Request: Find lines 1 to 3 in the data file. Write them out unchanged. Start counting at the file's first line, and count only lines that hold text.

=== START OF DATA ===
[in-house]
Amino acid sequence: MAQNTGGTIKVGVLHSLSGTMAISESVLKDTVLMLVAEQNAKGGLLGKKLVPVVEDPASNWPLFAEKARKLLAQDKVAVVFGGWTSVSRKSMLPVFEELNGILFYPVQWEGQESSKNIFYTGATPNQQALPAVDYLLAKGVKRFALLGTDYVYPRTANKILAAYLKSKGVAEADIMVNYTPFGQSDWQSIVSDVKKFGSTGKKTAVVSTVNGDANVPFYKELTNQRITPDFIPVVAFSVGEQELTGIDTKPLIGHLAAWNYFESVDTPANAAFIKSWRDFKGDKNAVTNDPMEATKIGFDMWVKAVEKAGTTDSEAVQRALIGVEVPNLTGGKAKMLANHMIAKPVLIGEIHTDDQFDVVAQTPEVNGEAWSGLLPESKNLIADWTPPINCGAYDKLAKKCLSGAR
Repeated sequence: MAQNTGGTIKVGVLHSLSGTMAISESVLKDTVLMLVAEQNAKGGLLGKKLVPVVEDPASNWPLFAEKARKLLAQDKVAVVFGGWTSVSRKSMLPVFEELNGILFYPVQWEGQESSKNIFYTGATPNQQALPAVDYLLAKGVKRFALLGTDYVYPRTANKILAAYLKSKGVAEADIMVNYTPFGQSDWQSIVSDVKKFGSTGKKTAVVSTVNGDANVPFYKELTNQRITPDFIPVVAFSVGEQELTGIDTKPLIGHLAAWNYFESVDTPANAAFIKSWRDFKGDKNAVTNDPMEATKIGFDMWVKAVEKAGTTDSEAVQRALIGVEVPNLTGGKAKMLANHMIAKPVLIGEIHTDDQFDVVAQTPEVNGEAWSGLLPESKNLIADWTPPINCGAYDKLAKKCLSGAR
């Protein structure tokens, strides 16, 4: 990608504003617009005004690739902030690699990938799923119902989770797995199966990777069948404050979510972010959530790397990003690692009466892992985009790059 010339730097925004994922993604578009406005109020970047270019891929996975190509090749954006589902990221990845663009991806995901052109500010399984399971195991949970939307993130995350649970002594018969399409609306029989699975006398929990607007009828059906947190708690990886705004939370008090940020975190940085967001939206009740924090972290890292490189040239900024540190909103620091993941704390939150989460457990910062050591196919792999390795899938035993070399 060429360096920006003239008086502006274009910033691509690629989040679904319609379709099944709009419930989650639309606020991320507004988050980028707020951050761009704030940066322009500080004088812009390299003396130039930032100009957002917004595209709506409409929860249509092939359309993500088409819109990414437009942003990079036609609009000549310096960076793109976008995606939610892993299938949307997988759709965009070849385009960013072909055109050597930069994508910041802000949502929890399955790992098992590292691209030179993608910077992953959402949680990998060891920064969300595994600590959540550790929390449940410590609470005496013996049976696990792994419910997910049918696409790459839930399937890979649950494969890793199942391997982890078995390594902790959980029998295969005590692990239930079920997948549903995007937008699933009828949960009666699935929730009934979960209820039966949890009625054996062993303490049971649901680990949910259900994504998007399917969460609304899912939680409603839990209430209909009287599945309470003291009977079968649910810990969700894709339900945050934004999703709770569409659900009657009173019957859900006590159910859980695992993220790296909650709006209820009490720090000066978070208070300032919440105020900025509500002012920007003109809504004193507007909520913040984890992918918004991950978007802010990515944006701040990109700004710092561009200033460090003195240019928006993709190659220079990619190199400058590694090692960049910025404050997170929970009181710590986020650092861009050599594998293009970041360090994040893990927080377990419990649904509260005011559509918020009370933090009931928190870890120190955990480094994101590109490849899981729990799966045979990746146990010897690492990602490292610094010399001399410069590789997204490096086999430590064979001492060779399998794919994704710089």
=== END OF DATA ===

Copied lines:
[in-house]
Amino acid sequence: MAQNTGGTIKVGVLHSLSGTMAISESVLKDTVLMLVAEQNAKGGLLGKKLVPVVEDPASNWPLFAEKARKLLAQDKVAVVFGGWTSVSRKSMLPVFEELNGILFYPVQWEGQESSKNIFYTGATPNQQALPAVDYLLAKGVKRFALLGTDYVYPRTANKILAAYLKSKGVAEADIMVNYTPFGQSDWQSIVSDVKKFGSTGKKTAVVSTVNGDANVPFYKELTNQRITPDFIPVVAFSVGEQELTGIDTKPLIGHLAAWNYFESVDTPANAAFIKSWRDFKGDKNAVTNDPMEATKIGFDMWVKAVEKAGTTDSEAVQRALIGVEVPNLTGGKAKMLANHMIAKPVLIGEIHTDDQFDVVAQTPEVNGEAWSGLLPESKNLIADWTPPINCGAYDKLAKKCLSGAR
Repeated sequence: MAQNTGGTIKVGVLHSLSGTMAISESVLKDTVLMLVAEQNAKGGLLGKKLVPVVEDPASNWPLFAEKARKLLAQDKVAVVFGGWTSVSRKSMLPVFEELNGILFYPVQWEGQESSKNIFYTGATPNQQALPAVDYLLAKGVKRFALLGTDYVYPRTANKILAAYLKSKGVAEADIMVNYTPFGQSDWQSIVSDVKKFGSTGKKTAVVSTVNGDANVPFYKELTNQRITPDFIPVVAFSVGEQELTGIDTKPLIGHLAAWNYFESVDTPANAAFIKSWRDFKGDKNAVTNDPMEATKIGFDMWVKAVEKAGTTDSEAVQRALIGVEVPNLTGGKAKMLANHMIAKPVLIGEIHTDDQFDVVAQTPEVNGEAWSGLLPESKNLIADWTPPINCGAYDKLAKKCLSGAR